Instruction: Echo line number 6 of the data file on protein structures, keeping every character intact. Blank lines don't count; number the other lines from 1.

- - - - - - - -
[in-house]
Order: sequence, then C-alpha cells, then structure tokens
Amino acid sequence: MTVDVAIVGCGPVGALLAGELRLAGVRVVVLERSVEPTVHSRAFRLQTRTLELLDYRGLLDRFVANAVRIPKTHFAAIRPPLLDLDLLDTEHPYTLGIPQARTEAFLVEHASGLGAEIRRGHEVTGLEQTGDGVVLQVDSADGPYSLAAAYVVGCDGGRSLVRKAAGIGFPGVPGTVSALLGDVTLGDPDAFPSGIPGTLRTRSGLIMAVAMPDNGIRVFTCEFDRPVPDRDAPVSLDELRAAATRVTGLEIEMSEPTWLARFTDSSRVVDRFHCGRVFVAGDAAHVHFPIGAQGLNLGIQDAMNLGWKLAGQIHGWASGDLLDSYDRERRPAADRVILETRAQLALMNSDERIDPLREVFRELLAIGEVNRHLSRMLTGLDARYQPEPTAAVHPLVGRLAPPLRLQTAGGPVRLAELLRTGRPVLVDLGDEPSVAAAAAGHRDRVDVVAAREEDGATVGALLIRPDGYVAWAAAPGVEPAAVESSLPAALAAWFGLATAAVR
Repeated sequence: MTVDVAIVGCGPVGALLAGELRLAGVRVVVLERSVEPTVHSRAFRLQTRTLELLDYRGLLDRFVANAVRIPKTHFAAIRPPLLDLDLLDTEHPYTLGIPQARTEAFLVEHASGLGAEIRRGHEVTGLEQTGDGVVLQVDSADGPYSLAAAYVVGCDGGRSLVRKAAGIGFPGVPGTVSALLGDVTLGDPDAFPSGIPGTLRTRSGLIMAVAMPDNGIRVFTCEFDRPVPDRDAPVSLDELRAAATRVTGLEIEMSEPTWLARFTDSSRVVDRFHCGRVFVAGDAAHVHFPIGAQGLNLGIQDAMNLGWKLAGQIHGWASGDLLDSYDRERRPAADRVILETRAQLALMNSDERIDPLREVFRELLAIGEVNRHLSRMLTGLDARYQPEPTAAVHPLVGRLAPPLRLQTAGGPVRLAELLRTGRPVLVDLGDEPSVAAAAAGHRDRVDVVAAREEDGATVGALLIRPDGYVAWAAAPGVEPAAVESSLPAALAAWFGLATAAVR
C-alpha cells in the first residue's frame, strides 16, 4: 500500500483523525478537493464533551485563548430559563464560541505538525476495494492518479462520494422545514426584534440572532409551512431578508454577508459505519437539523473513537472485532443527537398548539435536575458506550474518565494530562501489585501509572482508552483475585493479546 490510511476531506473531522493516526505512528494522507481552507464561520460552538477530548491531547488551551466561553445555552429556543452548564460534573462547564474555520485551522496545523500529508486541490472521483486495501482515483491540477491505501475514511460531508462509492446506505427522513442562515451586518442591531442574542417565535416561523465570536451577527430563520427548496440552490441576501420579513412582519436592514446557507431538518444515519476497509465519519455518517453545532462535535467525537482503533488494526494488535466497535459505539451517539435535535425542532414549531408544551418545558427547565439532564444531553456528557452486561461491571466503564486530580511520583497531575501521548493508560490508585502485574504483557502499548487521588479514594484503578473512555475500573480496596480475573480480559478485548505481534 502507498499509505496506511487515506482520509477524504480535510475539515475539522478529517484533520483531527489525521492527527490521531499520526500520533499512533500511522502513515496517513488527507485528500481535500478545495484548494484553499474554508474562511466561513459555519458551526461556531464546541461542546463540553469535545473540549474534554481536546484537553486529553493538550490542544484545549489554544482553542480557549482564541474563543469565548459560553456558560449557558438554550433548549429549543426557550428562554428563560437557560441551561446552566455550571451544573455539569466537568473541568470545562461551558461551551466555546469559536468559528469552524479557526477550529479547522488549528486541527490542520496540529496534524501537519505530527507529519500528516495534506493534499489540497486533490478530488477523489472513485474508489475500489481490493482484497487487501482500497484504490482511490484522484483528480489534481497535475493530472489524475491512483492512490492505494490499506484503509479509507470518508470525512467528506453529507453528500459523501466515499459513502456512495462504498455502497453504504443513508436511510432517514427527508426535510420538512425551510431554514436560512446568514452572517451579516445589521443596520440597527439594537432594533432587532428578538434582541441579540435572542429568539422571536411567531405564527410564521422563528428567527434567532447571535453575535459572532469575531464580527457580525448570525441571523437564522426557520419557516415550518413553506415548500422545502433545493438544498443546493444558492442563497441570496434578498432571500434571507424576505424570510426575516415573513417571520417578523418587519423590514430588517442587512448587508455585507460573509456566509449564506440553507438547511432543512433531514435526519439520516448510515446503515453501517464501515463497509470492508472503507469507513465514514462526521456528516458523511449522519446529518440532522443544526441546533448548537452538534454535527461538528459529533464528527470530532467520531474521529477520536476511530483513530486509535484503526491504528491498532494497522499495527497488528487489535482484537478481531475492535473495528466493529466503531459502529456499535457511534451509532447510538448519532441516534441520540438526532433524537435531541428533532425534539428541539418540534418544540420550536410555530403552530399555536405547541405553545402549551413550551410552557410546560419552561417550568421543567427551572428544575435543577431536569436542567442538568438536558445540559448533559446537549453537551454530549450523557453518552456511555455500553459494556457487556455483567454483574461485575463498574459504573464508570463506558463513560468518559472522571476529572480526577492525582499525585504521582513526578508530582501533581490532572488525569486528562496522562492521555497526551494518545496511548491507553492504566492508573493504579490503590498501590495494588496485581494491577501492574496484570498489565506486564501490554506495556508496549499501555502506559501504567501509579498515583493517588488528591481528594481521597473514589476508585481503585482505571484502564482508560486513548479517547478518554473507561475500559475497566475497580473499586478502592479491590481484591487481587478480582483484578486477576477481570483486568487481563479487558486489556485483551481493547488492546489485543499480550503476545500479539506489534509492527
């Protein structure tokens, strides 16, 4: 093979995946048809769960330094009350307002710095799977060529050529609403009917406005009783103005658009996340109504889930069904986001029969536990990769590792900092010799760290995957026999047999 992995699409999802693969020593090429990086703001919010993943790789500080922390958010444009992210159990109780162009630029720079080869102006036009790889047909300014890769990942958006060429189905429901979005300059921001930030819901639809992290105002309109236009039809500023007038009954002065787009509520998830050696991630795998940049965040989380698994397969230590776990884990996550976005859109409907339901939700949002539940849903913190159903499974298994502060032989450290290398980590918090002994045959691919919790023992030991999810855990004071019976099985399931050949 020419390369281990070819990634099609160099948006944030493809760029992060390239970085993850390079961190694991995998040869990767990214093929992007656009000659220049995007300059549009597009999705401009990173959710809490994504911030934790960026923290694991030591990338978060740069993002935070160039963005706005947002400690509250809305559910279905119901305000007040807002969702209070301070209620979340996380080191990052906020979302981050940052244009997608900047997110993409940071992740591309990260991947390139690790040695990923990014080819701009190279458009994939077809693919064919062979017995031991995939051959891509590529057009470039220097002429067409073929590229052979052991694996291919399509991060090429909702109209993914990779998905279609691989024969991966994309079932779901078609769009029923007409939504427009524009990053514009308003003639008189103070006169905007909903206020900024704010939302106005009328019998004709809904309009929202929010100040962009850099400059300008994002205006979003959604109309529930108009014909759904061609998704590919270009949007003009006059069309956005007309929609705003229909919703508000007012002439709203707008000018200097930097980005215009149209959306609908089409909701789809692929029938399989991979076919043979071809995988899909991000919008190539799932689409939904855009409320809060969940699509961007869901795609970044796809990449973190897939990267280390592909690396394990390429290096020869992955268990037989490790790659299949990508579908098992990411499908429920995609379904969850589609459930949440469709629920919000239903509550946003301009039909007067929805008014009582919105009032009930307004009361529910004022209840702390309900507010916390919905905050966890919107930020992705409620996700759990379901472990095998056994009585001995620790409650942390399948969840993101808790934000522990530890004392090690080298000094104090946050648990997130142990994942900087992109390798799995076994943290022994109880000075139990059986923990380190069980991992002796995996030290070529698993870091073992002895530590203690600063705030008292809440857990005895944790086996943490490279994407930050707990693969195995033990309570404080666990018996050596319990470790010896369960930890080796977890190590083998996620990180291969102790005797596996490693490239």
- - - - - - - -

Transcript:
């Protein structure tokens, strides 16, 4: 093979995946048809769960330094009350307002710095799977060529050529609403009917406005009783103005658009996340109504889930069904986001029969536990990769590792900092010799760290995957026999047999 992995699409999802693969020593090429990086703001919010993943790789500080922390958010444009992210159990109780162009630029720079080869102006036009790889047909300014890769990942958006060429189905429901979005300059921001930030819901639809992290105002309109236009039809500023007038009954002065787009509520998830050696991630795998940049965040989380698994397969230590776990884990996550976005859109409907339901939700949002539940849903913190159903499974298994502060032989450290290398980590918090002994045959691919919790023992030991999810855990004071019976099985399931050949 020419390369281990070819990634099609160099948006944030493809760029992060390239970085993850390079961190694991995998040869990767990214093929992007656009000659220049995007300059549009597009999705401009990173959710809490994504911030934790960026923290694991030591990338978060740069993002935070160039963005706005947002400690509250809305559910279905119901305000007040807002969702209070301070209620979340996380080191990052906020979302981050940052244009997608900047997110993409940071992740591309990260991947390139690790040695990923990014080819701009190279458009994939077809693919064919062979017995031991995939051959891509590529057009470039220097002429067409073929590229052979052991694996291919399509991060090429909702109209993914990779998905279609691989024969991966994309079932779901078609769009029923007409939504427009524009990053514009308003003639008189103070006169905007909903206020900024704010939302106005009328019998004709809904309009929202929010100040962009850099400059300008994002205006979003959604109309529930108009014909759904061609998704590919270009949007003009006059069309956005007309929609705003229909919703508000007012002439709203707008000018200097930097980005215009149209959306609908089409909701789809692929029938399989991979076919043979071809995988899909991000919008190539799932689409939904855009409320809060969940699509961007869901795609970044796809990449973190897939990267280390592909690396394990390429290096020869992955268990037989490790790659299949990508579908098992990411499908429920995609379904969850589609459930949440469709629920919000239903509550946003301009039909007067929805008014009582919105009032009930307004009361529910004022209840702390309900507010916390919905905050966890919107930020992705409620996700759990379901472990095998056994009585001995620790409650942390399948969840993101808790934000522990530890004392090690080298000094104090946050648990997130142990994942900087992109390798799995076994943290022994109880000075139990059986923990380190069980991992002796995996030290070529698993870091073992002895530590203690600063705030008292809440857990005895944790086996943490490279994407930050707990693969195995033990309570404080666990018996050596319990470790010896369960930890080796977890190590083998996620990180291969102790005797596996490693490239």